On Wednesday, October 23, President Evo Morales declared a state of emergency, stating that the opposition group's international backing is an attack on his presidency.
Further, civil groups have called for the start of an indefinite civic strike across Bolivia on Wednesday, following election irregularities and a wave of protests against the president. The public is protesting an ongoing election dispute in which President Evo Morales, who ran for a fourth term on Sunday, October 20, has claimed himself the winner. Irregularities were reported, particularly when the Supreme Electoral Tribunal reported an incomplete electoral count on Monday, October 21. Protests have been ongoing in La Paz since. The public has called for a vote recount and have threatened to not recognize Morales as the president.
In addition to the civic strike, pro-government protests are planned on the same date, which raises the likelihood of clashes, both among protesters and between protesters and police.
Protest locations may be city-wide, though some have been reported near the Supreme Electoral Tribunal's headquarters. Protests are also ongoing in Santa Cruz, an area that produces 70 percent of the country's food supply. Due to this, there are concerns that protests will present an economic shock to the country if they continue.
Significant transportation and business disruptions were reported in La Paz as residents, anticipating a protracted political crisis and associated unrest, lined up at markets and gas stations to stockpile basic necessities.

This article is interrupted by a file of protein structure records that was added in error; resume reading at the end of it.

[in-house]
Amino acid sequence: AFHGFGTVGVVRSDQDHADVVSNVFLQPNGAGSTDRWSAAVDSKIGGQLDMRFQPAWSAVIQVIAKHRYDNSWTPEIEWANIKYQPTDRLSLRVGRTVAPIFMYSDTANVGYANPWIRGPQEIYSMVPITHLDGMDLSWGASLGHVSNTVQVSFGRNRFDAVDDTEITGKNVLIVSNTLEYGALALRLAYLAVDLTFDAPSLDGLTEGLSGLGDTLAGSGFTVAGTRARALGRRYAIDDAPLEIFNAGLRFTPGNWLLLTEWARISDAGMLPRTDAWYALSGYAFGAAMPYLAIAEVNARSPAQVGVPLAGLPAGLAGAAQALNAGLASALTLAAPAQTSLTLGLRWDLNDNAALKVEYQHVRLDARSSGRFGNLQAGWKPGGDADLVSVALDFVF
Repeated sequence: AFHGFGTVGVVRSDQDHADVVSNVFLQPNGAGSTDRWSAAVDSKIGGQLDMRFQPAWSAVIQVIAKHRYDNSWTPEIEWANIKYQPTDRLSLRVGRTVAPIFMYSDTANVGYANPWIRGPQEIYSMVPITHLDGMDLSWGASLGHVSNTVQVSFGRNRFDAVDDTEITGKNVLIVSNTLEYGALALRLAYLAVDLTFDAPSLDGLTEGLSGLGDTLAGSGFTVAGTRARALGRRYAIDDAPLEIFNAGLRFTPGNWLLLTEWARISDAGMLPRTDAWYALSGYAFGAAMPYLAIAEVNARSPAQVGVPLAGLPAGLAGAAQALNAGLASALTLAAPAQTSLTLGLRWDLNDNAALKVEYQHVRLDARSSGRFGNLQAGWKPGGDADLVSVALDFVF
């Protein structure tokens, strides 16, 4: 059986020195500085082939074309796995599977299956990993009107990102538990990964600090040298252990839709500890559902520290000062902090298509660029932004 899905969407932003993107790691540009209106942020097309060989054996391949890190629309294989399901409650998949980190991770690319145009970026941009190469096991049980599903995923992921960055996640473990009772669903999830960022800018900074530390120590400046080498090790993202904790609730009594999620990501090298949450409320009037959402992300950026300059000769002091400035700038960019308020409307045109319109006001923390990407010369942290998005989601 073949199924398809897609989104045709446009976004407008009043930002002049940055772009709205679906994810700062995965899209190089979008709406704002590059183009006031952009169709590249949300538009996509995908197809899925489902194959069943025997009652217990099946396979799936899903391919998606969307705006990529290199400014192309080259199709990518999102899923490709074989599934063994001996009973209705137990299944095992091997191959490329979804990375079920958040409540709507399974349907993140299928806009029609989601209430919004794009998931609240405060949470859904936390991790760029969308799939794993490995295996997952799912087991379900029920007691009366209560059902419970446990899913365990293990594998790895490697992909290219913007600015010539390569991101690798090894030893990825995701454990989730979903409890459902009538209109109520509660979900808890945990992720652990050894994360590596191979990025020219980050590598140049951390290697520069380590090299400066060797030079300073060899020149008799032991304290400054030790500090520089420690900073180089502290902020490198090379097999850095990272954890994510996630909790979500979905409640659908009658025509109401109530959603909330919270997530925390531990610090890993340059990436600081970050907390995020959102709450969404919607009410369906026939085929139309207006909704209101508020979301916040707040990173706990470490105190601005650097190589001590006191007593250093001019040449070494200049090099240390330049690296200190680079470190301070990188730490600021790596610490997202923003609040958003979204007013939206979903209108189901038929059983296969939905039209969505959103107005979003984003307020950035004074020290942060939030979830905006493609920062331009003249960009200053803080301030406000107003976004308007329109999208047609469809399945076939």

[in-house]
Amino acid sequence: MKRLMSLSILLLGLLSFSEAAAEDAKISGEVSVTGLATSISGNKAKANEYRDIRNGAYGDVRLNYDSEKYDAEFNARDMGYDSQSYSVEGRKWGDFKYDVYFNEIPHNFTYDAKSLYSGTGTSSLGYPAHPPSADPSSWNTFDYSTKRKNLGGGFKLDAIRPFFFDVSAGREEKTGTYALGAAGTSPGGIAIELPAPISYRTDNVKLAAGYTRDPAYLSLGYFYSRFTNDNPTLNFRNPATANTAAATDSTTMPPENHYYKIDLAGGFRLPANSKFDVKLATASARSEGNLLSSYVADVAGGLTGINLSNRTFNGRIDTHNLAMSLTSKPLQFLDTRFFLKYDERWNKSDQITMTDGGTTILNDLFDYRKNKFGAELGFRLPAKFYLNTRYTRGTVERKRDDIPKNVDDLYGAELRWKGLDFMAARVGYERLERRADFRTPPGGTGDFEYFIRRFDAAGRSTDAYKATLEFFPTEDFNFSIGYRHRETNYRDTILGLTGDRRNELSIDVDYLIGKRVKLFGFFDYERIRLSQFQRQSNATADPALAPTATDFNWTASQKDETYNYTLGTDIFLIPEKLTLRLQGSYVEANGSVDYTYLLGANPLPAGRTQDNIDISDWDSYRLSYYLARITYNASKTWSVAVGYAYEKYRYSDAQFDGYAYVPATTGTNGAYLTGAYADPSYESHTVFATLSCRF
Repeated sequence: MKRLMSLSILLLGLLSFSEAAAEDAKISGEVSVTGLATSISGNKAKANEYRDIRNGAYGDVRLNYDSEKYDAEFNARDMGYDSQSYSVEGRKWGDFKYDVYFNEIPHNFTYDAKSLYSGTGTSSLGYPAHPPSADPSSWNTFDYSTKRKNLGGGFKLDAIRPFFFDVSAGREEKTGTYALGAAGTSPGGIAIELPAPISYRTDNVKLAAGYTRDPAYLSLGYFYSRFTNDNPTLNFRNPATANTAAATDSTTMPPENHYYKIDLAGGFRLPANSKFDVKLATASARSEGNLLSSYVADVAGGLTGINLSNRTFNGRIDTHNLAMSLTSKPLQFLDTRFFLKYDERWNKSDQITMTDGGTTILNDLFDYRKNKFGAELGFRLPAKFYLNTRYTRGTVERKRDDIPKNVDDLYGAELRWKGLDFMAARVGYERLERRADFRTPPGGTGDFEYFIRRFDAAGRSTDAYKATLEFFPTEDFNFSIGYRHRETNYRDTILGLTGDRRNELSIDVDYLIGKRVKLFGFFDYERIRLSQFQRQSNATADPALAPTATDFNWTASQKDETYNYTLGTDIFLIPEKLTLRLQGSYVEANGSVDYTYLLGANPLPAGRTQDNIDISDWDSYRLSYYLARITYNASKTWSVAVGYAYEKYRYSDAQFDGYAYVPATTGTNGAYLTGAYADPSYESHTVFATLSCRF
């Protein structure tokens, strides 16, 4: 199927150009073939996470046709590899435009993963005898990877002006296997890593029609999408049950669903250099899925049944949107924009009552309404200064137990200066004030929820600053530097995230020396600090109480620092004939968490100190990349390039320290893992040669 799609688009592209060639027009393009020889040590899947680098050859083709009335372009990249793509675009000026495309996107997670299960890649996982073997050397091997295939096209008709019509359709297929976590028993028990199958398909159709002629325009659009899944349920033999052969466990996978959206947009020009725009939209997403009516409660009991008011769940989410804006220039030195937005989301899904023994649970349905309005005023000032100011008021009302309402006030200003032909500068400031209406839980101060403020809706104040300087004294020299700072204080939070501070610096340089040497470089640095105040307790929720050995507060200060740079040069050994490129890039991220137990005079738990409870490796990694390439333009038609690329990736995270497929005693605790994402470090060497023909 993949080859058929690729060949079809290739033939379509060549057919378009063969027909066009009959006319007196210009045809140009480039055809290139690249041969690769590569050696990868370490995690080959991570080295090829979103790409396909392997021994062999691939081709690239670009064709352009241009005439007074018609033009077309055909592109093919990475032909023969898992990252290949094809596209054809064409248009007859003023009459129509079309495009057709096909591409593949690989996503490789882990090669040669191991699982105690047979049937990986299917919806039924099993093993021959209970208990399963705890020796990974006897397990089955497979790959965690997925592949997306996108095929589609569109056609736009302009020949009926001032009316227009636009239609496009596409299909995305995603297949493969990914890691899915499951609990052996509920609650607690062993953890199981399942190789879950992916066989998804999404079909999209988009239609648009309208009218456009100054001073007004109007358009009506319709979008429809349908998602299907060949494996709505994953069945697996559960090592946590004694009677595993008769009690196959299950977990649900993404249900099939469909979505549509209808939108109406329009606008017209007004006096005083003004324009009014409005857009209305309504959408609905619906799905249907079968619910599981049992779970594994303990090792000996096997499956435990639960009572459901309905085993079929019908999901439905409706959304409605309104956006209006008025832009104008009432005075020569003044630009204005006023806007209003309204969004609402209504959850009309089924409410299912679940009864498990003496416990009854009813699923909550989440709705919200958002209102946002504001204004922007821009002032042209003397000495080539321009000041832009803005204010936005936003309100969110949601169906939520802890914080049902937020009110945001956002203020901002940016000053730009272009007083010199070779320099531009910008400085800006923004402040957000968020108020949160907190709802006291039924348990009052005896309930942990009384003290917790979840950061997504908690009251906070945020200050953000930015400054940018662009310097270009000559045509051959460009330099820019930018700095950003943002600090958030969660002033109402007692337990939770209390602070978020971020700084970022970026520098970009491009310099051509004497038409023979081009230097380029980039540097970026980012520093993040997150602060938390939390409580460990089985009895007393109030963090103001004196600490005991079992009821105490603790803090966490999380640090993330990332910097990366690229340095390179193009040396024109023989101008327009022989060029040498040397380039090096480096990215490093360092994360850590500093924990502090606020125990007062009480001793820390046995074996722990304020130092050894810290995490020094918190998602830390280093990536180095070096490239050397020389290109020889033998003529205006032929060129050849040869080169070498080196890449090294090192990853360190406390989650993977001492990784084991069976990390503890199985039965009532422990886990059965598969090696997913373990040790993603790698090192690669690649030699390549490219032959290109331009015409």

A heightened security presence is to be expected in the coming hours and days across La Paz and other major urban areas. Further protests are possible - particularly in and around the capital. Clashes between security forces and protesters cannot be ruled out.
The TSE halted its provisionary vote count on Sunday, October 20, after 83 percent of the ballot was completed. Initial results indicated that President Evo Morales was short of securing the 10-percentage point lead needed to prevent a runoff election. However, on Monday, October 21, the TSE updated the count, indicating that President Evo Morales secured 46.85 percent of the vote against his primary rival Carlos Mesa, who received 36.73 percent, preventing a runoff. Political opposition supporters are accusing the TSE of manipulating the vote in favor of Morales.
Individuals in Bolivia are advised to monitor developments to the situation, avoid any protests and demonstrations as a precaution, and adhere to all instructions issued by the local authorities.
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